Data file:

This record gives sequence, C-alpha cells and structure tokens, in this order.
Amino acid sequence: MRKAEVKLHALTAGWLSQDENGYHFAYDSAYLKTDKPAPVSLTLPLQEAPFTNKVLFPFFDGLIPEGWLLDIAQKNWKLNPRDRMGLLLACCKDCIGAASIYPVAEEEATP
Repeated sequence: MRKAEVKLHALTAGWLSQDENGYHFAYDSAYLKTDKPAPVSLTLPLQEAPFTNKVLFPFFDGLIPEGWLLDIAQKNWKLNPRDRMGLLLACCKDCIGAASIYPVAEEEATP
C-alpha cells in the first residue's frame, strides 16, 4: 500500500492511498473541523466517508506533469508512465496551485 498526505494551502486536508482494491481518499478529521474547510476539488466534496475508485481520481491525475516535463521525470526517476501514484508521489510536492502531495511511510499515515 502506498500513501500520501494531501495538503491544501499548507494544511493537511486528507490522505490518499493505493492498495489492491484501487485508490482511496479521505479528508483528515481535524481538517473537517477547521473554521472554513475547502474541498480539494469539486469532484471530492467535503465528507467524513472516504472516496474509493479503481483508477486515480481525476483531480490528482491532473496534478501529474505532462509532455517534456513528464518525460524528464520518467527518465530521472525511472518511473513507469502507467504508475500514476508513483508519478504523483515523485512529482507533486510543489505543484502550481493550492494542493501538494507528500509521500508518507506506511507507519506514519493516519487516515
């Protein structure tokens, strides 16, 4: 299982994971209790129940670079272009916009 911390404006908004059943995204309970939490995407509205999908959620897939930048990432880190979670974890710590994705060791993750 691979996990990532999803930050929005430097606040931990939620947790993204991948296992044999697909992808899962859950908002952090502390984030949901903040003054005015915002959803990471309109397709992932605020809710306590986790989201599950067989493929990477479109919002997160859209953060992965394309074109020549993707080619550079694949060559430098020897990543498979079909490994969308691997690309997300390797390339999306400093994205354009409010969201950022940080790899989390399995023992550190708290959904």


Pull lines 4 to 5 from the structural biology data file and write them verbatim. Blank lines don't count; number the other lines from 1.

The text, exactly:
C-alpha cells in the first residue's frame, strides 16, 4: 500500500492511498473541523466517508506533469508512465496551485 498526505494551502486536508482494491481518499478529521474547510476539488466534496475508485481520481491525475516535463521525470526517476501514484508521489510536492502531495511511510499515515 502506498500513501500520501494531501495538503491544501499548507494544511493537511486528507490522505490518499493505493492498495489492491484501487485508490482511496479521505479528508483528515481535524481538517473537517477547521473554521472554513475547502474541498480539494469539486469532484471530492467535503465528507467524513472516504472516496474509493479503481483508477486515480481525476483531480490528482491532473496534478501529474505532462509532455517534456513528464518525460524528464520518467527518465530521472525511472518511473513507469502507467504508475500514476508513483508519478504523483515523485512529482507533486510543489505543484502550481493550492494542493501538494507528500509521500508518507506506511507507519506514519493516519487516515
């Protein structure tokens, strides 16, 4: 299982994971209790129940670079272009916009 911390404006908004059943995204309970939490995407509205999908959620897939930048990432880190979670974890710590994705060791993750 691979996990990532999803930050929005430097606040931990939620947790993204991948296992044999697909992808899962859950908002952090502390984030949901903040003054005015915002959803990471309109397709992932605020809710306590986790989201599950067989493929990477479109919002997160859209953060992965394309074109020549993707080619550079694949060559430098020897990543498979079909490994969308691997690309997300390797390339999306400093994205354009409010969201950022940080790899989390399995023992550190708290959904």